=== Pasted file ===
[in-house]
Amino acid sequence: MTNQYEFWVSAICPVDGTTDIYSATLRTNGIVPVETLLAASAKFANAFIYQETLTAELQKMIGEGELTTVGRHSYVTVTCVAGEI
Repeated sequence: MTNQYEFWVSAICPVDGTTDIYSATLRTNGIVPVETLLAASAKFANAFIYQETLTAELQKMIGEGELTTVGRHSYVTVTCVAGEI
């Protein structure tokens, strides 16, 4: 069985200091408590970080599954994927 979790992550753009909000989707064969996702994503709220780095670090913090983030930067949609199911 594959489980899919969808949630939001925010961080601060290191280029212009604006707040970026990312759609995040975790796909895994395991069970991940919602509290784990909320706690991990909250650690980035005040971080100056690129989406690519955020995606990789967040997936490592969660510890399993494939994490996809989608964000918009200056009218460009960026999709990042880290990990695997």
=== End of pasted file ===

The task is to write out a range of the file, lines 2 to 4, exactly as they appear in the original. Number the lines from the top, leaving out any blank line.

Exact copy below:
Amino acid sequence: MTNQYEFWVSAICPVDGTTDIYSATLRTNGIVPVETLLAASAKFANAFIYQETLTAELQKMIGEGELTTVGRHSYVTVTCVAGEI
Repeated sequence: MTNQYEFWVSAICPVDGTTDIYSATLRTNGIVPVETLLAASAKFANAFIYQETLTAELQKMIGEGELTTVGRHSYVTVTCVAGEI
């Protein structure tokens, strides 16, 4: 069985200091408590970080599954994927 979790992550753009909000989707064969996702994503709220780095670090913090983030930067949609199911 594959489980899919969808949630939001925010961080601060290191280029212009604006707040970026990312759609995040975790796909895994395991069970991940919602509290784990909320706690991990909250650690980035005040971080100056690129989406690519955020995606990789967040997936490592969660510890399993494939994490996809989608964000918009200056009218460009960026999709990042880290990990695997």